In Perth, I continued on my job, and her grandfather took her to the hospital. There was no question about accepting her Nova Scotia health card, and it wasn't busy so they took her right away. Service was fast...they took a urine sample and within minutes the nurse had said she thought it was a kidney stone, but the doctor would have to confirm that, and soon he did.

So she will probably have a painful couple of days until that stone follows it's course, but at least we know what it is. She's up at her grandpa's for the night, and I'll meet her in Perth tomorrow afternoon to bring her back here. She says it's painful, but they gave her a prescription and she's gone with grandpa to get it filled. Yes, she has to pay for the prescription, but will be reinbursed under her employer's private health plan.

But I am miffed at this doctor in Westport, and I am going to voice my concern. By not accepting another provinces health insurance fees (Ontario has the highest fee structure!), this says to me you are in the business strictly for the money. For the number of times that a small town doctors office would encounter a situation like this, I think it is very petty.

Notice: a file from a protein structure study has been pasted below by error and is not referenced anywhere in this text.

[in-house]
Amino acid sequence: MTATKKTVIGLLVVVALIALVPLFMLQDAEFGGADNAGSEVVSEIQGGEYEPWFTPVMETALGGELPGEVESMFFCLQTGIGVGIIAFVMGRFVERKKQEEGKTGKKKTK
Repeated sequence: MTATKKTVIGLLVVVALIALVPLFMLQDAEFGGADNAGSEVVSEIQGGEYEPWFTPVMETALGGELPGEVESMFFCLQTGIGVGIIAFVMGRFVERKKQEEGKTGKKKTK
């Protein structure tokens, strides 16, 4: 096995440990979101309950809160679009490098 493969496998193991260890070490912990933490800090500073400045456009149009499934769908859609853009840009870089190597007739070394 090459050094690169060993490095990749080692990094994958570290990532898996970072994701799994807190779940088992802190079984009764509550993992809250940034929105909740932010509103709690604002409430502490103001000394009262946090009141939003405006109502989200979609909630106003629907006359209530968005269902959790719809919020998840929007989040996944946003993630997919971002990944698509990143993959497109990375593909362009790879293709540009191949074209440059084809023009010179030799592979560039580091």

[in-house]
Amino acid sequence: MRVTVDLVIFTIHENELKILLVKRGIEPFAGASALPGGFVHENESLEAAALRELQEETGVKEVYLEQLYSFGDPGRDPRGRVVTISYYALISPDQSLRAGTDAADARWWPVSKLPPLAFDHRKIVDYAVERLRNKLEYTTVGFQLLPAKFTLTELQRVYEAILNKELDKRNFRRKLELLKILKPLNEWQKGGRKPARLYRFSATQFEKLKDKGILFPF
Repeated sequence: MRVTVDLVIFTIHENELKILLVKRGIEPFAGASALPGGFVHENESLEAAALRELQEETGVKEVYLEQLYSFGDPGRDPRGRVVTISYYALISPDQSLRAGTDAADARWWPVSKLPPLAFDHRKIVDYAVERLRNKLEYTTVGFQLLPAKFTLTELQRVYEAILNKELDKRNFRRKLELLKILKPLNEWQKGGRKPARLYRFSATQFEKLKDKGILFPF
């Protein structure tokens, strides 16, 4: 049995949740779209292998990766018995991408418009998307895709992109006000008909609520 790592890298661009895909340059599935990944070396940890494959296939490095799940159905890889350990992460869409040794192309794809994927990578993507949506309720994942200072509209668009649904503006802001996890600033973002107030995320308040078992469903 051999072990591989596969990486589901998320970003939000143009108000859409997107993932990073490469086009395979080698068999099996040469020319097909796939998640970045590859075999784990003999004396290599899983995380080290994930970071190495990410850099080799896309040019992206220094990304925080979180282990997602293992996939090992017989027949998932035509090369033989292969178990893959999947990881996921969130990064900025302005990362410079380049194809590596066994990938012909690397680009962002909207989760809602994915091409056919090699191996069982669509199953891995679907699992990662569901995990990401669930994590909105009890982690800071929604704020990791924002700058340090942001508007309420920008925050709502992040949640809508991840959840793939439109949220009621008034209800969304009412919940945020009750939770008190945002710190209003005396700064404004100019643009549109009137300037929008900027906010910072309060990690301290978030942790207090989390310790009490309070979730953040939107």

And the ironic thing is, that instead of receiving slightly reduced income based on Nova Scotia guidelines, this particular doctor received NOTHING because we decided to carry on.

7 comments:

  1. Unfortunately this is the system we will probably have in the U.S. in a few years. We already are seeing doctors here refusing to accept medicare patients because of the cuts in what the medicare system wil pay them for their services.

    When this is fully in place for Americans we will surely see a reduction in medical services available to each citizen.

    We have a private health insurance plan for myself, my wife and our 4 children that we pay over $1200 a month for, but we can see a doctor anytime we need to and be treated in any hospital. With the changes instore for us in the U.S. over the next few years we are hoping we can continue to keep this plan because we prefer it to anything our government has to offer. We will find out when our policy is up for renewal in September.

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  2. I strongly suggest that everyone in your family get a travel policy. If she has no pre-existing conditions, it's relatively inexpensive and well worth it. You can travel province to province, and into the US and most "incidents" are covered. The one I have, we have used in the US twice (it's available in Ontario too), once for a broken ankle and once for a greenstick fracture in the arm. Both times the doctor we visited (two different states) called the 1-877 number on the card and we were not billed for anything. It was all directly billed to the company. Approved on the phone.